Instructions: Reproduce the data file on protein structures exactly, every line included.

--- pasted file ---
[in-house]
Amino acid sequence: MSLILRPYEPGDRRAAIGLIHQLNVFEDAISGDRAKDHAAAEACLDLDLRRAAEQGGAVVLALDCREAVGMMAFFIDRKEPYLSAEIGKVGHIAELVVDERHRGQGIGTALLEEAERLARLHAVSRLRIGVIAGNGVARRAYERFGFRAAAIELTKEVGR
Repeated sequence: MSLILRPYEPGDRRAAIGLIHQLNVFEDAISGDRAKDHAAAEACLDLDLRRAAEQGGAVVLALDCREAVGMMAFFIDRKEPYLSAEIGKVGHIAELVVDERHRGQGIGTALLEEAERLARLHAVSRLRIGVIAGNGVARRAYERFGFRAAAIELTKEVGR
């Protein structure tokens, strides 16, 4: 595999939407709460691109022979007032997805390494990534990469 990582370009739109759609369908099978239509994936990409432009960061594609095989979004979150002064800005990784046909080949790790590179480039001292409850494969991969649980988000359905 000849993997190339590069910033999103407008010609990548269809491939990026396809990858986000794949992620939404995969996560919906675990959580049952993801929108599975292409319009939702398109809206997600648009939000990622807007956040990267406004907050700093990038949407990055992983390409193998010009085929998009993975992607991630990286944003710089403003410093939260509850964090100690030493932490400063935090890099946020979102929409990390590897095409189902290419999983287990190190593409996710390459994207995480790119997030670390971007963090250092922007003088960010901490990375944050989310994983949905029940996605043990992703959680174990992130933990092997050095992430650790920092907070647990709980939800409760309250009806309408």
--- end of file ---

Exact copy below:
[in-house]
Amino acid sequence: MSLILRPYEPGDRRAAIGLIHQLNVFEDAISGDRAKDHAAAEACLDLDLRRAAEQGGAVVLALDCREAVGMMAFFIDRKEPYLSAEIGKVGHIAELVVDERHRGQGIGTALLEEAERLARLHAVSRLRIGVIAGNGVARRAYERFGFRAAAIELTKEVGR
Repeated sequence: MSLILRPYEPGDRRAAIGLIHQLNVFEDAISGDRAKDHAAAEACLDLDLRRAAEQGGAVVLALDCREAVGMMAFFIDRKEPYLSAEIGKVGHIAELVVDERHRGQGIGTALLEEAERLARLHAVSRLRIGVIAGNGVARRAYERFGFRAAAIELTKEVGR
């Protein structure tokens, strides 16, 4: 595999939407709460691109022979007032997805390494990534990469 990582370009739109759609369908099978239509994936990409432009960061594609095989979004979150002064800005990784046909080949790790590179480039001292409850494969991969649980988000359905 000849993997190339590069910033999103407008010609990548269809491939990026396809990858986000794949992620939404995969996560919906675990959580049952993801929108599975292409319009939702398109809206997600648009939000990622807007956040990267406004907050700093990038949407990055992983390409193998010009085929998009993975992607991630990286944003710089403003410093939260509850964090100690030493932490400063935090890099946020979102929409990390590897095409189902290419999983287990190190593409996710390459994207995480790119997030670390971007963090250092922007003088960010901490990375944050989310994983949905029940996605043990992703959680174990992130933990092997050095992430650790920092907070647990709980939800409760309250009806309408």